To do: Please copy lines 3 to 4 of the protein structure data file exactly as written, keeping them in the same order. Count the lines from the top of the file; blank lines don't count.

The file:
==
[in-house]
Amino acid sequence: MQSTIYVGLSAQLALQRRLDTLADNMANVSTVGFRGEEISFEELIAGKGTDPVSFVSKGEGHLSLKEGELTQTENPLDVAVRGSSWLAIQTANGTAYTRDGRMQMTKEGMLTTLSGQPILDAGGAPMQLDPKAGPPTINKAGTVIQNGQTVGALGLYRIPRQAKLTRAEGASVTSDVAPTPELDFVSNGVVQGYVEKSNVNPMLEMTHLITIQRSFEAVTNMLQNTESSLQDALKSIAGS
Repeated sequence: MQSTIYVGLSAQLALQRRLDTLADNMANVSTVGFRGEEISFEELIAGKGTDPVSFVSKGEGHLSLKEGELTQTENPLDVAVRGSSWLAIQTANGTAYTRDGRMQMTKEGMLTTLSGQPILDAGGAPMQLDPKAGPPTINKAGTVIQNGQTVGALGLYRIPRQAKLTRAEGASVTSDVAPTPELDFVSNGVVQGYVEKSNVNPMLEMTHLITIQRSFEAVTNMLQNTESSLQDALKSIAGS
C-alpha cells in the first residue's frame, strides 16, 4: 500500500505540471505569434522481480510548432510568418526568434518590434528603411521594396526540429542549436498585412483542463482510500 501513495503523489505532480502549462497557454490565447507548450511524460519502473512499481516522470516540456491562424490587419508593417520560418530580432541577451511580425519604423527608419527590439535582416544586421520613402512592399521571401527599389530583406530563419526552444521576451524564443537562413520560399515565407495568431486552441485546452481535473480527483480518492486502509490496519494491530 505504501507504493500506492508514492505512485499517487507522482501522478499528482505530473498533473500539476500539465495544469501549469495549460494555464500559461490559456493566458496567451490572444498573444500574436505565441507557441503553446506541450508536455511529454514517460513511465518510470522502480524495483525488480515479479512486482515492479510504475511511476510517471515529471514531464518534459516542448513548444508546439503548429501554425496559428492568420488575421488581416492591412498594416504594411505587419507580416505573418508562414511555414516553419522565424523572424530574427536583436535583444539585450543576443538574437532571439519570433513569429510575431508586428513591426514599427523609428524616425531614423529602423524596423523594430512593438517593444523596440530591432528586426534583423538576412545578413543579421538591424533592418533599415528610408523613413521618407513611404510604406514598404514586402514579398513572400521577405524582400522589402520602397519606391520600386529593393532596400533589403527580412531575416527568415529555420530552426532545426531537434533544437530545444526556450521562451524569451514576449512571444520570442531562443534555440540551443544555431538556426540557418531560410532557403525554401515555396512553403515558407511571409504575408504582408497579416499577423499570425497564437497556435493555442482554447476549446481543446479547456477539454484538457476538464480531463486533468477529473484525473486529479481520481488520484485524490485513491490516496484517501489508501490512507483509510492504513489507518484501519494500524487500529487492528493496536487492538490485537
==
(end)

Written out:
Repeated sequence: MQSTIYVGLSAQLALQRRLDTLADNMANVSTVGFRGEEISFEELIAGKGTDPVSFVSKGEGHLSLKEGELTQTENPLDVAVRGSSWLAIQTANGTAYTRDGRMQMTKEGMLTTLSGQPILDAGGAPMQLDPKAGPPTINKAGTVIQNGQTVGALGLYRIPRQAKLTRAEGASVTSDVAPTPELDFVSNGVVQGYVEKSNVNPMLEMTHLITIQRSFEAVTNMLQNTESSLQDALKSIAGS
C-alpha cells in the first residue's frame, strides 16, 4: 500500500505540471505569434522481480510548432510568418526568434518590434528603411521594396526540429542549436498585412483542463482510500 501513495503523489505532480502549462497557454490565447507548450511524460519502473512499481516522470516540456491562424490587419508593417520560418530580432541577451511580425519604423527608419527590439535582416544586421520613402512592399521571401527599389530583406530563419526552444521576451524564443537562413520560399515565407495568431486552441485546452481535473480527483480518492486502509490496519494491530 505504501507504493500506492508514492505512485499517487507522482501522478499528482505530473498533473500539476500539465495544469501549469495549460494555464500559461490559456493566458496567451490572444498573444500574436505565441507557441503553446506541450508536455511529454514517460513511465518510470522502480524495483525488480515479479512486482515492479510504475511511476510517471515529471514531464518534459516542448513548444508546439503548429501554425496559428492568420488575421488581416492591412498594416504594411505587419507580416505573418508562414511555414516553419522565424523572424530574427536583436535583444539585450543576443538574437532571439519570433513569429510575431508586428513591426514599427523609428524616425531614423529602423524596423523594430512593438517593444523596440530591432528586426534583423538576412545578413543579421538591424533592418533599415528610408523613413521618407513611404510604406514598404514586402514579398513572400521577405524582400522589402520602397519606391520600386529593393532596400533589403527580412531575416527568415529555420530552426532545426531537434533544437530545444526556450521562451524569451514576449512571444520570442531562443534555440540551443544555431538556426540557418531560410532557403525554401515555396512553403515558407511571409504575408504582408497579416499577423499570425497564437497556435493555442482554447476549446481543446479547456477539454484538457476538464480531463486533468477529473484525473486529479481520481488520484485524490485513491490516496484517501489508501490512507483509510492504513489507518484501519494500524487500529487492528493496536487492538490485537